Parliamentary “requests”: Part 1

Asking questions, seeking clarification and making requests are all common practices in meetings.

Sometimes during a meeting, a member who does not currently have the floor may wish to ask a question about the business-at-hand or about meeting processes. And although we are taught that only those members who have obtained recognition from the chair may speak, there are two incidental motions that enable a member to interrupt a speaker and request the floor to ask for information or seek clarity:

  • A parliamentary inquiry is a question directed to the presiding officer concerning parliamentary law, rules of order or the organization’s rules as they apply to the business-at-hand.
  • A request for information is directed to the chair or through the chair to others, about items of business that are not parliamentary in nature.

In Robert’s Rules of Order Newly Revised, (11th ed.), these practices are covered in the last two chapters on incidental motions.

These are also other “requests” but they are very specific:

  • A request to be excused from a duty is used in cases where a member has an obligation to serve or to do something and must ask the assembly to be relieved of the requirement.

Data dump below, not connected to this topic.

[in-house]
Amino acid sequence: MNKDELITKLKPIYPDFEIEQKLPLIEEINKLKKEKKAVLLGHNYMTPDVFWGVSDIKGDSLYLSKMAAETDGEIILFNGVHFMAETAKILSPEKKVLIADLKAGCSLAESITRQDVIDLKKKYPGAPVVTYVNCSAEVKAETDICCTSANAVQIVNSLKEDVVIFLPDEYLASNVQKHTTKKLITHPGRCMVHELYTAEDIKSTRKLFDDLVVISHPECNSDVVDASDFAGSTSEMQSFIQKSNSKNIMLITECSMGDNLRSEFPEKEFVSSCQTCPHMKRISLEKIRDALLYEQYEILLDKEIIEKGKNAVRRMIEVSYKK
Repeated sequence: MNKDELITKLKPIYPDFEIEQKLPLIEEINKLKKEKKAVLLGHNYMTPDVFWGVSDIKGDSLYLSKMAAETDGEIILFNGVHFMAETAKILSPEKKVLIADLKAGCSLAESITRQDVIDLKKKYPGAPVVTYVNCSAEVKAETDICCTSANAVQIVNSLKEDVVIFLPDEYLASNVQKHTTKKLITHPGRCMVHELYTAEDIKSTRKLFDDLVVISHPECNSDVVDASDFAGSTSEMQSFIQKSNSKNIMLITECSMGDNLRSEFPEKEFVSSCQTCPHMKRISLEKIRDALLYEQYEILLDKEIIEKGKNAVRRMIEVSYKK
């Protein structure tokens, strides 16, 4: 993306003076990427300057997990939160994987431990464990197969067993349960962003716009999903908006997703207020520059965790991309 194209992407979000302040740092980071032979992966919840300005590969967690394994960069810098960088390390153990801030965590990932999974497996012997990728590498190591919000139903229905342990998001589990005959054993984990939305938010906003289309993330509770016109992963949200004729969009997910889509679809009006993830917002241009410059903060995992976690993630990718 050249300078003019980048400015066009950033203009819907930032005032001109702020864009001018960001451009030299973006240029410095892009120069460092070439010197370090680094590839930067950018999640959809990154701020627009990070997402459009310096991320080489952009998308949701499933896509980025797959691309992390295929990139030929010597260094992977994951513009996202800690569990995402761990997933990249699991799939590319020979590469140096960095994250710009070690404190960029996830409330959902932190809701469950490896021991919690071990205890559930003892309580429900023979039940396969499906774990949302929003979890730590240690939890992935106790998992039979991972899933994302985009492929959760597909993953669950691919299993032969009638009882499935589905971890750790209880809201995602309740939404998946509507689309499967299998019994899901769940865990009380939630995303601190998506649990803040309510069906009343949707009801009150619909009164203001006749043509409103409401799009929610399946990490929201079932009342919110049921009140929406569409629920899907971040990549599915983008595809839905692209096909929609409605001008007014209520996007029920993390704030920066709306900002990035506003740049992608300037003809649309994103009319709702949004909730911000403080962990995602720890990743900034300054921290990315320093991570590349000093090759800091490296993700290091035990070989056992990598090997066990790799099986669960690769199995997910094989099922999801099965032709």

• A request to withdraw a motion is a request by the mover of a motion to remove the motion from consideration.
  • A request to read papers is a request by a speaker to read from a book or a paper. No member has the right to read from books or papers if the assembly objects.

All requests and inquiries have an important role to play in meetings, and it is likely that they are being used more than you might think in an informal manner. According to, Pathways to Proficiency: Presidentially Speaking, NATIONAL ASSOCIATION OF PARLIAMENTARIANS® 2013, the three most frequently-used motions are parliamentary inquiry, request for information and withdrawal of a motion. Requests to read papers and to be excused from a duty are used less often.

This article is part one of two. Article two will explore “requests” and how they work.

The Michigan State University Extension Government and Public Policy team offers training for elected and appointed officials for improved effectiveness in several areas, including various public policy issues and effects of government programs, regulation, incentives, strategies and more. By working together with local elected and appointed officials, and interested citizens, MSU Extension is able to provide education on critical local and state issues. The MSU Extension Government and Public Policy team offers professional training in Parliamentary Procedure.

Other articles in this series:

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